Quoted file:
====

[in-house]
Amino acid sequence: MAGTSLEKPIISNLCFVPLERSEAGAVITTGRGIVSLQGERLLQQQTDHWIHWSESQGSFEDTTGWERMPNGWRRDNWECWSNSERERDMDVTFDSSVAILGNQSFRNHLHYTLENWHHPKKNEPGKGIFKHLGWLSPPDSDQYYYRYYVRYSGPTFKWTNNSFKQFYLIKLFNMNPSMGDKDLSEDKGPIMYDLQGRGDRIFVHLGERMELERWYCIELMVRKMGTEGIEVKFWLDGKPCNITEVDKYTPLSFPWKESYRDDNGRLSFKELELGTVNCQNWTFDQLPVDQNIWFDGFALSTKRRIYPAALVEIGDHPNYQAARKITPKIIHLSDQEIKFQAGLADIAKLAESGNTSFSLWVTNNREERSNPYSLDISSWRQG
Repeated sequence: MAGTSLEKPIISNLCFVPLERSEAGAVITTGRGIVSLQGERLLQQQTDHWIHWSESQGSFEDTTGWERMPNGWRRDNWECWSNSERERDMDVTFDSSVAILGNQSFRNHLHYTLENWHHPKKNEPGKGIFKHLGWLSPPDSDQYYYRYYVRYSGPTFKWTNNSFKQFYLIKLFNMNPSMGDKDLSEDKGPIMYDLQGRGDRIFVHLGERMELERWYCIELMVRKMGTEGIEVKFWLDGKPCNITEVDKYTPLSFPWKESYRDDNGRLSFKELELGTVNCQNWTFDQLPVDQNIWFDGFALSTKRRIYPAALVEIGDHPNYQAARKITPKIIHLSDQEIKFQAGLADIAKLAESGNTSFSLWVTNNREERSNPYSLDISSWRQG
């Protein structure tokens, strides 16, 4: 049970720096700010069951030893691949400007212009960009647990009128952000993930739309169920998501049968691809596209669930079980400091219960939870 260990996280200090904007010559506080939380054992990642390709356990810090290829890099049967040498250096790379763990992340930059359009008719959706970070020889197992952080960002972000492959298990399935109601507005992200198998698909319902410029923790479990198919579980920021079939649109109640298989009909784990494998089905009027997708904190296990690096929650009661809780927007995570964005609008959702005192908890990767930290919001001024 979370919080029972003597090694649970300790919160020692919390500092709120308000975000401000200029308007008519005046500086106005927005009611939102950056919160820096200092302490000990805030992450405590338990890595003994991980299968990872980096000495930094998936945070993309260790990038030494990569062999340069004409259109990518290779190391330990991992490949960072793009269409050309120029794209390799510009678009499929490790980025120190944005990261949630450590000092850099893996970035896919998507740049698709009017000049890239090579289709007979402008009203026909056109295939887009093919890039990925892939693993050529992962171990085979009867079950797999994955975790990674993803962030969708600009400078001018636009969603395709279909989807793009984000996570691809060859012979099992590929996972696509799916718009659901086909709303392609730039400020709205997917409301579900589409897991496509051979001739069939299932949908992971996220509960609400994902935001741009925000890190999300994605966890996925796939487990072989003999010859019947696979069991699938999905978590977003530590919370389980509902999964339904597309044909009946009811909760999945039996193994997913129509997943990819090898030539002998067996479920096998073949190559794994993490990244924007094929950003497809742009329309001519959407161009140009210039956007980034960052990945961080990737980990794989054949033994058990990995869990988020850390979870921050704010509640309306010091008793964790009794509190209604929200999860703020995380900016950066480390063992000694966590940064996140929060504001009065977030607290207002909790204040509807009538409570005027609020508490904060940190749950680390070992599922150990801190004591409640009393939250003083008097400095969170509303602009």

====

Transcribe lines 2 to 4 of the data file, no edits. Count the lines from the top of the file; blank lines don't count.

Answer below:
Amino acid sequence: MAGTSLEKPIISNLCFVPLERSEAGAVITTGRGIVSLQGERLLQQQTDHWIHWSESQGSFEDTTGWERMPNGWRRDNWECWSNSERERDMDVTFDSSVAILGNQSFRNHLHYTLENWHHPKKNEPGKGIFKHLGWLSPPDSDQYYYRYYVRYSGPTFKWTNNSFKQFYLIKLFNMNPSMGDKDLSEDKGPIMYDLQGRGDRIFVHLGERMELERWYCIELMVRKMGTEGIEVKFWLDGKPCNITEVDKYTPLSFPWKESYRDDNGRLSFKELELGTVNCQNWTFDQLPVDQNIWFDGFALSTKRRIYPAALVEIGDHPNYQAARKITPKIIHLSDQEIKFQAGLADIAKLAESGNTSFSLWVTNNREERSNPYSLDISSWRQG
Repeated sequence: MAGTSLEKPIISNLCFVPLERSEAGAVITTGRGIVSLQGERLLQQQTDHWIHWSESQGSFEDTTGWERMPNGWRRDNWECWSNSERERDMDVTFDSSVAILGNQSFRNHLHYTLENWHHPKKNEPGKGIFKHLGWLSPPDSDQYYYRYYVRYSGPTFKWTNNSFKQFYLIKLFNMNPSMGDKDLSEDKGPIMYDLQGRGDRIFVHLGERMELERWYCIELMVRKMGTEGIEVKFWLDGKPCNITEVDKYTPLSFPWKESYRDDNGRLSFKELELGTVNCQNWTFDQLPVDQNIWFDGFALSTKRRIYPAALVEIGDHPNYQAARKITPKIIHLSDQEIKFQAGLADIAKLAESGNTSFSLWVTNNREERSNPYSLDISSWRQG
């Protein structure tokens, strides 16, 4: 049970720096700010069951030893691949400007212009960009647990009128952000993930739309169920998501049968691809596209669930079980400091219960939870 260990996280200090904007010559506080939380054992990642390709356990810090290829890099049967040498250096790379763990992340930059359009008719959706970070020889197992952080960002972000492959298990399935109601507005992200198998698909319902410029923790479990198919579980920021079939649109109640298989009909784990494998089905009027997708904190296990690096929650009661809780927007995570964005609008959702005192908890990767930290919001001024 979370919080029972003597090694649970300790919160020692919390500092709120308000975000401000200029308007008519005046500086106005927005009611939102950056919160820096200092302490000990805030992450405590338990890595003994991980299968990872980096000495930094998936945070993309260790990038030494990569062999340069004409259109990518290779190391330990991992490949960072793009269409050309120029794209390799510009678009499929490790980025120190944005990261949630450590000092850099893996970035896919998507740049698709009017000049890239090579289709007979402008009203026909056109295939887009093919890039990925892939693993050529992962171990085979009867079950797999994955975790990674993803962030969708600009400078001018636009969603395709279909989807793009984000996570691809060859012979099992590929996972696509799916718009659901086909709303392609730039400020709205997917409301579900589409897991496509051979001739069939299932949908992971996220509960609400994902935001741009925000890190999300994605966890996925796939487990072989003999010859019947696979069991699938999905978590977003530590919370389980509902999964339904597309044909009946009811909760999945039996193994997913129509997943990819090898030539002998067996479920096998073949190559794994993490990244924007094929950003497809742009329309001519959407161009140009210039956007980034960052990945961080990737980990794989054949033994058990990995869990988020850390979870921050704010509640309306010091008793964790009794509190209604929200999860703020995380900016950066480390063992000694966590940064996140929060504001009065977030607290207002909790204040509807009538409570005027609020508490904060940190749950680390070992599922150990801190004591409640009393939250003083008097400095969170509303602009």